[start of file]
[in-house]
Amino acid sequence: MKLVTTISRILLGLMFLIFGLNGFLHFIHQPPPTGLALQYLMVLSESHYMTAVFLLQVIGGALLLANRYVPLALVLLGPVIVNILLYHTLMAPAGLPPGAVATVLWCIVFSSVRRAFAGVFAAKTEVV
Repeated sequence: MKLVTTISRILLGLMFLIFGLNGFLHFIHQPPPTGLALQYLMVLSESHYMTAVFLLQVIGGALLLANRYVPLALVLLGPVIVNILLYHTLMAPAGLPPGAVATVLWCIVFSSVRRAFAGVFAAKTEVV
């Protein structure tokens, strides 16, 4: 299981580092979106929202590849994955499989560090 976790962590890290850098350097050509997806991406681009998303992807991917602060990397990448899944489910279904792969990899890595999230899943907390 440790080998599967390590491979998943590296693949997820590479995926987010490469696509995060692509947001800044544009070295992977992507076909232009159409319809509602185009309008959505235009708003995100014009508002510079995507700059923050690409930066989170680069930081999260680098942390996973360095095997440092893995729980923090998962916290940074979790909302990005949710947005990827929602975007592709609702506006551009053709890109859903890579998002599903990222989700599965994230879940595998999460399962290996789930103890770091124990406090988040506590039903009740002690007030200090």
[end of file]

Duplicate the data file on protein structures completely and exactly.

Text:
[in-house]
Amino acid sequence: MKLVTTISRILLGLMFLIFGLNGFLHFIHQPPPTGLALQYLMVLSESHYMTAVFLLQVIGGALLLANRYVPLALVLLGPVIVNILLYHTLMAPAGLPPGAVATVLWCIVFSSVRRAFAGVFAAKTEVV
Repeated sequence: MKLVTTISRILLGLMFLIFGLNGFLHFIHQPPPTGLALQYLMVLSESHYMTAVFLLQVIGGALLLANRYVPLALVLLGPVIVNILLYHTLMAPAGLPPGAVATVLWCIVFSSVRRAFAGVFAAKTEVV
């Protein structure tokens, strides 16, 4: 299981580092979106929202590849994955499989560090 976790962590890290850098350097050509997806991406681009998303992807991917602060990397990448899944489910279904792969990899890595999230899943907390 440790080998599967390590491979998943590296693949997820590479995926987010490469696509995060692509947001800044544009070295992977992507076909232009159409319809509602185009309008959505235009708003995100014009508002510079995507700059923050690409930066989170680069930081999260680098942390996973360095095997440092893995729980923090998962916290940074979790909302990005949710947005990827929602975007592709609702506006551009053709890109859903890579998002599903990222989700599965994230879940595998999460399962290996789930103890770091124990406090988040506590039903009740002690007030200090």